I love the first few words of this psalm. O LORD – an acknowledgement of how big our God is. I think of a chorus my kids used to love to sing – “My God is so big, so strong and so mighty; there’s nothing my God cannot do”. I can still picture their enthusiasm as they sang the song and did the actions, making their little arms go as wide as they could to illustrate how big God is. But then “our Lord” – this big, mighty God is my God. He made the universe, but He has a personal relationship with me. How amazing is that!
There is that same huge contrast in the next verses as well. We go from the God of the universe to the God who cares for babies, the most vulnerable of the human race. Yet it’s interesting how the psalmist says that little children can tell of God’s strength most effectively. There is an interesting story in Matthew 21. The chief priests were having a really bad day. First there was the triumphant entry to Jerusalem by Jesus riding on a donkey with hordes of people praising him and shouting Hosanna in the highest. Then Jesus drove out the people buying and selling in the temple courtyards as He declared the place a robbers’ den. Jesus also healed some people in the temple. Children were shouting Hosanna to the Son of David in the temple as well. The chief priests came to Jesus and said, “Do You hear what these children are saying?” Jesus replies with verse 2 of this psalm. End of story. What can you say to the truth spoken by children?
Have you ever been in a somewhat tense situation when a child asks a question or makes a comment that strikes right to the truth, and there is a silence and awe that shuts the adults right up? I remember once having a conversation in a parking lot as my husband and I along with our daughter’s family (who were visiting from Toronto) tried to decide how to spend the rest of the day. There were various points of view on the situation, and at one point, someone said, “I don’t know what’s best”. Our five-year-old grandson piped up, “God knows”. There was silence, then laughter, and Nate was assured he was right … and it was surprising how quickly after that the decision was made about what we would do next.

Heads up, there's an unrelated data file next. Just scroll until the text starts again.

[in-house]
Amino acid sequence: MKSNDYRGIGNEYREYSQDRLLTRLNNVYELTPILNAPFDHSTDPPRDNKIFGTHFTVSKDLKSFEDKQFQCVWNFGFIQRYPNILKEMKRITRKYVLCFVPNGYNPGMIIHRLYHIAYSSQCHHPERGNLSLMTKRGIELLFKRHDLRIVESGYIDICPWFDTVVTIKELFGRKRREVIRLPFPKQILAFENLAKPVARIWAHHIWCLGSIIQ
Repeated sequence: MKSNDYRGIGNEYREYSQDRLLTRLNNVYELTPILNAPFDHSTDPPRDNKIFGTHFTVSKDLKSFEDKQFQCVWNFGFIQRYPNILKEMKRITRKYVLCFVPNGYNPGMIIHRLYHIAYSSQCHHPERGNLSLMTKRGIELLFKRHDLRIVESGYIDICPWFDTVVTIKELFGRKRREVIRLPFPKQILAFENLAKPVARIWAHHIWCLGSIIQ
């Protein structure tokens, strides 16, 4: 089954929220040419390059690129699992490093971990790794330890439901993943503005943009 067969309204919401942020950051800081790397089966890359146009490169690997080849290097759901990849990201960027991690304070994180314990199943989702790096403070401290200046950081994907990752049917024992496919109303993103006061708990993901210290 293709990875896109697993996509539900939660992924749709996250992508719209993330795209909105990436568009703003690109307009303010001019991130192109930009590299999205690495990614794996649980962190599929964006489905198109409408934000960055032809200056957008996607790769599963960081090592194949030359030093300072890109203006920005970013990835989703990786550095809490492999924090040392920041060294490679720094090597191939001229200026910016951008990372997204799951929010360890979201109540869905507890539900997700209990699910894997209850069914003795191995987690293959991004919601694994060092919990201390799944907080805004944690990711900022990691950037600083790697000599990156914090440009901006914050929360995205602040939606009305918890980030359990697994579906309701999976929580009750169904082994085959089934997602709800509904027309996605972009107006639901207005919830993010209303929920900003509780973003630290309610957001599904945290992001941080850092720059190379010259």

Then there is the contrast in verses 3 and 4. When we look at the creation God has made, it does fill us with awe and it does make us feel insignificant in comparison. Why would God even think about us when He can do whatever He wants? The last part of verse 4 gets to the heart of the matter – why would He even care about us? The rest of the psalm talks about this. We are not insignificant; we are made “only a little lower than God”. The Bible tells us we are made in God’s image (Genesis 1:26). We were created to rule over planet earth, and to have a relationship with God. Is God way greater than we are? Yes! But we are not insignificant to God. And we have a job to do in caring for our world – a whole other topic.
So, on this day while we’re trying to have fun, but also thinking about all the restrictions the pandemic has brought, and all the frustrations that go along with the lockdowns, remember how the psalmist ends this psalm:
“O LORD, our Lord, your majestic name fills the earth!”
Creator God! Personal God!
Our song for today is Good God Almighty by the Crowder Band